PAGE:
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A Strategy for Teaching an Effective Undergraduate Mineralogy Course
An effective undergraduate mineralogy course provides students with a familiarity and understanding of minerals that is necessary for studying the Earth. This paper describes a strategy for integrating the disparate topics covered in a mineralogy course and for presenting them in a way that facilitates an understanding of mineralogy that enables students to apply it in subsequent courses and research. The course is organized into a well-integrated sequence of lectures, demonstrations and laboratory exercises that unfolds the material logically and at a pace that is responsive to the students? needs. The course begins with six weeks on crystal chemistry, then five weeks covering analytical methods for characterizing minerals and ends with five weeks on the silicates. This order facilitates a progression of learning from the basic concepts to the more advanced and allows us to reinforce the concepts of crystal chemistry during the final section on the silicates. Optical mineralogy is almost entirely taught in the lab and is aided by use of a mineral identification chart developed to help students learn to identify minerals in thin section. Student performance is assessed through one technical paper and presentation as well as homework, essay exams and lab practicals.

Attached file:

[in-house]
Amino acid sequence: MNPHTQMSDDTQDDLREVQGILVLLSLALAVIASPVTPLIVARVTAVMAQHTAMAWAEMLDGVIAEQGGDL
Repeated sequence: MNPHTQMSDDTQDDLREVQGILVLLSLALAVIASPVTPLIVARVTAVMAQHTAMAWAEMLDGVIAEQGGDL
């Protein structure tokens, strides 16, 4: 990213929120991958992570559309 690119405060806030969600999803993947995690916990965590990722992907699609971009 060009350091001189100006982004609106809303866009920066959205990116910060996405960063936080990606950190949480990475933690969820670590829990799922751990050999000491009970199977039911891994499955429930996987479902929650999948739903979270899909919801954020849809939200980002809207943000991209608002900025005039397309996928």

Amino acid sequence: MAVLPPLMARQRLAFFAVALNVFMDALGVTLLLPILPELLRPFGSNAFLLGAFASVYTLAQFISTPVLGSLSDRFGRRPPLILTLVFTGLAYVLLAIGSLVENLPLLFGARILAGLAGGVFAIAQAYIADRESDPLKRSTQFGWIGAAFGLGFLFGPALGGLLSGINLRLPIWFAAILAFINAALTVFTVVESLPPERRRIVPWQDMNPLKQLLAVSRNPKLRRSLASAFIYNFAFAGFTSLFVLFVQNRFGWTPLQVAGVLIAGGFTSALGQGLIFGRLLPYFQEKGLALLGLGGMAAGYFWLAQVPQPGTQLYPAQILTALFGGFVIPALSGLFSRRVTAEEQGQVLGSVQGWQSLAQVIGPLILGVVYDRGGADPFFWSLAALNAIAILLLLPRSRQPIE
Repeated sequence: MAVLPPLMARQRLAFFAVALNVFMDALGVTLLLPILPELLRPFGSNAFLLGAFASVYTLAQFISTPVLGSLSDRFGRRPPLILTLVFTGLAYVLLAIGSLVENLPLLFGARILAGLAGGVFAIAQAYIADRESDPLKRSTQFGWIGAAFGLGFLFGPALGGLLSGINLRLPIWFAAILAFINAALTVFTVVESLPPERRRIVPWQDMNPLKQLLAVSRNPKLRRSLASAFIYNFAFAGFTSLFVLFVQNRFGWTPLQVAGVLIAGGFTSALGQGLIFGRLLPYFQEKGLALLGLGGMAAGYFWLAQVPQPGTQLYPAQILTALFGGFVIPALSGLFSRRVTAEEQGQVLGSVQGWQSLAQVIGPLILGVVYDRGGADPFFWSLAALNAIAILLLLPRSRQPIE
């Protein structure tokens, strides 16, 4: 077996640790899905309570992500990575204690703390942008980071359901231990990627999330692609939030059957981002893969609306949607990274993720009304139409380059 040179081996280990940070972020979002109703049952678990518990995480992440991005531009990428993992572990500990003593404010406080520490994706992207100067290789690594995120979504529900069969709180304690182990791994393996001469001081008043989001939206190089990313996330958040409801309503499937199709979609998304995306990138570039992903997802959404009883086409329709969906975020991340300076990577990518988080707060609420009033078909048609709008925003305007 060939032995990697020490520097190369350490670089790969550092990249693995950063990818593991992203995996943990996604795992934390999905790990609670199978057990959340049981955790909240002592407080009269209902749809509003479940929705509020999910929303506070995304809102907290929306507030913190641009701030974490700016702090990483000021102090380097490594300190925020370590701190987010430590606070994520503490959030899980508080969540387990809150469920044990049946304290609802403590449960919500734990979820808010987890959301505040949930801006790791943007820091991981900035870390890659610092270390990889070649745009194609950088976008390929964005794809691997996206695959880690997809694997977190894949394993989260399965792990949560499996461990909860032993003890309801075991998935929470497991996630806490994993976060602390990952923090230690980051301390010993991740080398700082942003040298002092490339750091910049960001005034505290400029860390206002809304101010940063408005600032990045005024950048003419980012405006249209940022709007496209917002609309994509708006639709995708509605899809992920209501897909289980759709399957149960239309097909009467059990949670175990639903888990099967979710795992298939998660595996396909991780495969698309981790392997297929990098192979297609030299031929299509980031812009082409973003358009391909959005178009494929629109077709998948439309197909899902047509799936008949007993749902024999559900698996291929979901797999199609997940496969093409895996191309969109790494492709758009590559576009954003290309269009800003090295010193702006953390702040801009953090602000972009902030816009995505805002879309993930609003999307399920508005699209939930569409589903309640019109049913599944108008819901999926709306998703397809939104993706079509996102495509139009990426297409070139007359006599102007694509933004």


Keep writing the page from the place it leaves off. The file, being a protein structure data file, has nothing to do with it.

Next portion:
Intended for grade levels:
  • Graduate / Professional
Type of resource:
  • Text:
    • Journal article
  • Educational theory and practice
  • Geological Sciences:
    • Mineralogy or petrology
Technical requirements:
No specific technical requirements, just a browser required
Cost / Copyright:
No cost
We encourage the reuse and dissemination of the material on this site for educational, noncommercial purposes as long as attribution is retained.
DLESE Catalog ID: EVAL-TLKT-000-000-000-077
Resource contact / Creator / Publisher:
Publisher: National Association of Geoscience Teachers (NAGT)
Journal of Geoscience Education (JGE)

Author: R. Jeffrey Swope
Indiana University

Author: Reto Gieré
Purdue University